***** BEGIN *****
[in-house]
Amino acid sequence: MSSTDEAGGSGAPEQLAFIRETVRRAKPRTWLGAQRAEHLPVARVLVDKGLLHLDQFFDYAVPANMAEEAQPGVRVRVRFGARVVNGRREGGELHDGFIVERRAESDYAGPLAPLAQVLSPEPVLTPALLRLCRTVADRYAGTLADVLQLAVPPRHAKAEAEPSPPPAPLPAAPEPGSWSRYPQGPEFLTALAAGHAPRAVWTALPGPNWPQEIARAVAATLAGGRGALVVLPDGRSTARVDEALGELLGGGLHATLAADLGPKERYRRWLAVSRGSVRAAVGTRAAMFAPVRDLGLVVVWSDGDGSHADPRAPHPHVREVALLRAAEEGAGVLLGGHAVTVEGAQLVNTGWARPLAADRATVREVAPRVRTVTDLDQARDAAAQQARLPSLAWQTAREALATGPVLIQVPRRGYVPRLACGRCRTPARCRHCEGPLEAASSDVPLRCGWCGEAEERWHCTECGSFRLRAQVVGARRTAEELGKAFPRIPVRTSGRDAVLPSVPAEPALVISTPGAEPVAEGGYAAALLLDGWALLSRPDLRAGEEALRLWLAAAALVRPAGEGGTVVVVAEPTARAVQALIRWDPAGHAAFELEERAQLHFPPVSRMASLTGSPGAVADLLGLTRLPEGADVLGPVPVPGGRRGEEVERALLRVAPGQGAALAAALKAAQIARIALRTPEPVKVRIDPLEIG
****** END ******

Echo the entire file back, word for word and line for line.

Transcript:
[in-house]
Amino acid sequence: MSSTDEAGGSGAPEQLAFIRETVRRAKPRTWLGAQRAEHLPVARVLVDKGLLHLDQFFDYAVPANMAEEAQPGVRVRVRFGARVVNGRREGGELHDGFIVERRAESDYAGPLAPLAQVLSPEPVLTPALLRLCRTVADRYAGTLADVLQLAVPPRHAKAEAEPSPPPAPLPAAPEPGSWSRYPQGPEFLTALAAGHAPRAVWTALPGPNWPQEIARAVAATLAGGRGALVVLPDGRSTARVDEALGELLGGGLHATLAADLGPKERYRRWLAVSRGSVRAAVGTRAAMFAPVRDLGLVVVWSDGDGSHADPRAPHPHVREVALLRAAEEGAGVLLGGHAVTVEGAQLVNTGWARPLAADRATVREVAPRVRTVTDLDQARDAAAQQARLPSLAWQTAREALATGPVLIQVPRRGYVPRLACGRCRTPARCRHCEGPLEAASSDVPLRCGWCGEAEERWHCTECGSFRLRAQVVGARRTAEELGKAFPRIPVRTSGRDAVLPSVPAEPALVISTPGAEPVAEGGYAAALLLDGWALLSRPDLRAGEEALRLWLAAAALVRPAGEGGTVVVVAEPTARAVQALIRWDPAGHAAFELEERAQLHFPPVSRMASLTGSPGAVADLLGLTRLPEGADVLGPVPVPGGRRGEEVERALLRVAPGQGAALAAALKAAQIARIALRTPEPVKVRIDPLEIG